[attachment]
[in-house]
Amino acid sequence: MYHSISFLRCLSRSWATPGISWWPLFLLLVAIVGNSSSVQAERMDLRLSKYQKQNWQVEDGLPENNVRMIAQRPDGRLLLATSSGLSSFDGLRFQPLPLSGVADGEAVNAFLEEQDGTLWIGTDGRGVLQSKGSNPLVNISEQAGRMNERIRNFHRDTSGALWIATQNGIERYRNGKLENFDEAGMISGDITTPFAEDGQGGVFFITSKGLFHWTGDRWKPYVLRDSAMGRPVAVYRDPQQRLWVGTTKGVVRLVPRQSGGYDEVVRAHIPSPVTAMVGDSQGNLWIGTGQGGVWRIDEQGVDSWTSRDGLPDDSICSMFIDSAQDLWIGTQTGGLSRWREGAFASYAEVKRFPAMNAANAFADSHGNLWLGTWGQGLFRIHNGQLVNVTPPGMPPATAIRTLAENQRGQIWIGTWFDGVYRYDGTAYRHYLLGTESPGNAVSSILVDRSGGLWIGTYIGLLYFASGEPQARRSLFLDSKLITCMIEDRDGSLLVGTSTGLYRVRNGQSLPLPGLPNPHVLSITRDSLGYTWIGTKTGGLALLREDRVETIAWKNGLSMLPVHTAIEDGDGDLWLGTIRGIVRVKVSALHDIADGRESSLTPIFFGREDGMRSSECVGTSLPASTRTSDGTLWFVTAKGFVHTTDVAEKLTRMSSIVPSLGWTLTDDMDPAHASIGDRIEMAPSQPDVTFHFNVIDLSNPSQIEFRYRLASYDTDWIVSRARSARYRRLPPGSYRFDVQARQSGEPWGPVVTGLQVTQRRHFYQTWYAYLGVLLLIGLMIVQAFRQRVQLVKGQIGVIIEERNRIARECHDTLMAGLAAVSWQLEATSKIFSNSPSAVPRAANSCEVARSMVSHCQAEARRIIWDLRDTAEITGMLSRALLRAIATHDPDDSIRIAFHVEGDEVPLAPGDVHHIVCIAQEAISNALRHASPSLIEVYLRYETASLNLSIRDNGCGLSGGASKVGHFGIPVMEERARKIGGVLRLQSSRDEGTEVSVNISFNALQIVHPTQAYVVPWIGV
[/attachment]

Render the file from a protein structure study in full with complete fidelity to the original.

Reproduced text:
[in-house]
Amino acid sequence: MYHSISFLRCLSRSWATPGISWWPLFLLLVAIVGNSSSVQAERMDLRLSKYQKQNWQVEDGLPENNVRMIAQRPDGRLLLATSSGLSSFDGLRFQPLPLSGVADGEAVNAFLEEQDGTLWIGTDGRGVLQSKGSNPLVNISEQAGRMNERIRNFHRDTSGALWIATQNGIERYRNGKLENFDEAGMISGDITTPFAEDGQGGVFFITSKGLFHWTGDRWKPYVLRDSAMGRPVAVYRDPQQRLWVGTTKGVVRLVPRQSGGYDEVVRAHIPSPVTAMVGDSQGNLWIGTGQGGVWRIDEQGVDSWTSRDGLPDDSICSMFIDSAQDLWIGTQTGGLSRWREGAFASYAEVKRFPAMNAANAFADSHGNLWLGTWGQGLFRIHNGQLVNVTPPGMPPATAIRTLAENQRGQIWIGTWFDGVYRYDGTAYRHYLLGTESPGNAVSSILVDRSGGLWIGTYIGLLYFASGEPQARRSLFLDSKLITCMIEDRDGSLLVGTSTGLYRVRNGQSLPLPGLPNPHVLSITRDSLGYTWIGTKTGGLALLREDRVETIAWKNGLSMLPVHTAIEDGDGDLWLGTIRGIVRVKVSALHDIADGRESSLTPIFFGREDGMRSSECVGTSLPASTRTSDGTLWFVTAKGFVHTTDVAEKLTRMSSIVPSLGWTLTDDMDPAHASIGDRIEMAPSQPDVTFHFNVIDLSNPSQIEFRYRLASYDTDWIVSRARSARYRRLPPGSYRFDVQARQSGEPWGPVVTGLQVTQRRHFYQTWYAYLGVLLLIGLMIVQAFRQRVQLVKGQIGVIIEERNRIARECHDTLMAGLAAVSWQLEATSKIFSNSPSAVPRAANSCEVARSMVSHCQAEARRIIWDLRDTAEITGMLSRALLRAIATHDPDDSIRIAFHVEGDEVPLAPGDVHHIVCIAQEAISNALRHASPSLIEVYLRYETASLNLSIRDNGCGLSGGASKVGHFGIPVMEERARKIGGVLRLQSSRDEGTEVSVNISFNALQIVHPTQAYVVPWIGV